Can the Steelers fix Chris Boswell? Will they keep Jordan Berry? | TribLIVE.com
Breakfast With Benz

Can the Steelers fix Chris Boswell? Will they keep Jordan Berry?

Tim Benz
775413_web1_BoswellMiss
AP
Pittsburgh Steelers kicker Chris Boswell misses a field goal attempt during the second half of the game against the New England Patriots in Pittsburgh, Sunday, Dec. 16, 2018.

All of the Steelers Killer B’s were a mess at one point or another last year.

Bell never played.

Brown went AWOL.

Ben threw a lot of picks.

And Boz missed too many kicks.

Heck, even Jordan Berry struggled punting at times. But he seemed to get back on track toward the end of the season. That never seemed to happen for his kicking partner, Chris Boswell, though.

Wes Uhler and I interviewed Berry on Steelers Nation Radio and ESPN Pittsburgh last week at the Pittsburgh International Auto Show. We talked to Berry about Boswell’s bad year. Was it more a mental issue or physical problem?


LISTEN: Talking Chris Boswell’s issues with Jordan Berry


“I’m not in his head so I really can’t tell that,” Berry said. “But he’s got one of the best kicks in the league.

“He was definitely hitting the ball well.”

Maybe the issues were from the neck up, then. For his part, Berry said that when it comes to his discipline of punting, the wires usually get crossed upstairs far more than they do mechanically.

“I feel like the mental part of it is the majority of — if not 90 percent — of what we do,” Berry said. “No one in the NFL is going to have horrendous technique. But it’s that mental aspect of being able to stay on top of things from the first day of OTAs right through to game days and into the playoffs.”

Now the question for Berry becomes whether he will be back with the Steelers next year. The 2018 campaign was a bit bumpy for Berry early. Head coach Mike Tomlin even threatened a competition, referring to his punter as “less than varsity.”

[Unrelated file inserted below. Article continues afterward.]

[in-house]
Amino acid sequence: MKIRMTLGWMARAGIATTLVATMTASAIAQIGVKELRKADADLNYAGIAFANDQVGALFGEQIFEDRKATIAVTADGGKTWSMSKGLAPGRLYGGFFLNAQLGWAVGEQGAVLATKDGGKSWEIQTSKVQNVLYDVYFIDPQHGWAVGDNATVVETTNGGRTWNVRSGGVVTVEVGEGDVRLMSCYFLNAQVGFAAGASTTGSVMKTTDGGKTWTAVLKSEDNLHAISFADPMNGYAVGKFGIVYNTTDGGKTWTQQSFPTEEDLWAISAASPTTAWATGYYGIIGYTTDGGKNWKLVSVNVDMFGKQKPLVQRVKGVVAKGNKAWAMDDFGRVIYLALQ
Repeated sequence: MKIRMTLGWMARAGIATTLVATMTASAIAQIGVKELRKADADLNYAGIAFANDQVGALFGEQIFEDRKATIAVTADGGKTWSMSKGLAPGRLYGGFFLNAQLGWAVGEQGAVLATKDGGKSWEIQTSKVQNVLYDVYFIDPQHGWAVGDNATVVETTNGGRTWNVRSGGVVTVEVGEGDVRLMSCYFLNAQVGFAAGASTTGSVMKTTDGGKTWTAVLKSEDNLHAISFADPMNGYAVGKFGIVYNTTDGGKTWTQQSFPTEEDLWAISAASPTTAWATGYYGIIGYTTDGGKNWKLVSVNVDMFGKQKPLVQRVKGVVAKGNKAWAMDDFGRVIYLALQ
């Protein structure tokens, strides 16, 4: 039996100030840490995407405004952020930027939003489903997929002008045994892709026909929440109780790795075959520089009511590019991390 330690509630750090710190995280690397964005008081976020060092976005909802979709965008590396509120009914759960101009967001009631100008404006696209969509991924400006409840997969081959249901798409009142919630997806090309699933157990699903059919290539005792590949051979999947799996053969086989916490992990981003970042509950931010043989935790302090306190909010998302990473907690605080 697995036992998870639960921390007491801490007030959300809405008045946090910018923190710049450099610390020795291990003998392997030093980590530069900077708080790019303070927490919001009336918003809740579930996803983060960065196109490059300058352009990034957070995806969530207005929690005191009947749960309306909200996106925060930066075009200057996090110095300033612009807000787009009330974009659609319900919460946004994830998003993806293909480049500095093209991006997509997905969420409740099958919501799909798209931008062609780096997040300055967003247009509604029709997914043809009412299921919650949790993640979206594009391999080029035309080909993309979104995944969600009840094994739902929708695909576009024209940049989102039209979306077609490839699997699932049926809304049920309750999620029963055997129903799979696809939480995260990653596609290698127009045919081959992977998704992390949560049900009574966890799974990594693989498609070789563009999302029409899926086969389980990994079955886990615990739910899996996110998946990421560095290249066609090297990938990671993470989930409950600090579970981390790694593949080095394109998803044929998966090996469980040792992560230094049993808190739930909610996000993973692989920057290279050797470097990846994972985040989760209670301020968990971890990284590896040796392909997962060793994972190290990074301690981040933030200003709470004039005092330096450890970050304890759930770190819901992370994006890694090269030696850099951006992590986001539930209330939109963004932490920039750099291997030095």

Berry was able to straighten out his act as the season went along, however. Even though he is a free agent at this point, he sounded confident about his chances of being resigned in Pittsburgh.

“From what I can tell everything is looking pretty positive,” Berry said. “We just have to let all the money guys sort their stuff out. Just wait to hear some good news hopefully.”

At another point in the interview, we also talked about Berry’s famous trick punt at Eastern Kentucky. It’s the one where he burned an 11-man all-out block attempt from Morehead State by kicking the ball behind the line of scrimmage to one of his gunners.

If you haven’t seen it, it’s worth a watch.

And, yes, it was legal.

Tim Benz is a Tribune-Review staff writer. You can contact Tim at [email protected] or via Twitter. All tweets could be reposted. All emails are subject to publication unless specified otherwise.

TribLIVE commenting policy

You are solely responsible for your comments and by using TribLive.com you agree to our Terms of Service.

We moderate comments. Our goal is to provide substantive commentary for a general readership. By screening submissions, we provide a space where readers can share intelligent and informed commentary that enhances the quality of our news and information.

While most comments will be posted if they are on-topic and not abusive, moderating decisions are subjective. We will make them as carefully and consistently as we can. Because of the volume of reader comments, we cannot review individual moderation decisions with readers.

We value thoughtful comments representing a range of views that make their point quickly and politely. We make an effort to protect discussions from repeated comments either by the same reader or different readers

We follow the same standards for taste as the daily newspaper. A few things we won't tolerate: personal attacks, obscenity, vulgarity, profanity (including expletives and letters followed by dashes), commercial promotion, impersonations, incoherence, proselytizing and SHOUTING. Don't include URLs to Web sites.

We do not edit comments. They are either approved or deleted. We reserve the right to edit a comment that is quoted or excerpted in an article. In this case, we may fix spelling and punctuation.

We welcome strong opinions and criticism of our work, but we don't want comments to become bogged down with discussions of our policies and we will moderate accordingly.

We appreciate it when readers and people quoted in articles or blog posts point out errors of fact or emphasis and will investigate all assertions. But these suggestions should be sent via e-mail. To avoid distracting other readers, we won't publish comments that suggest a correction. Instead, corrections will be made in a blog post or in an article.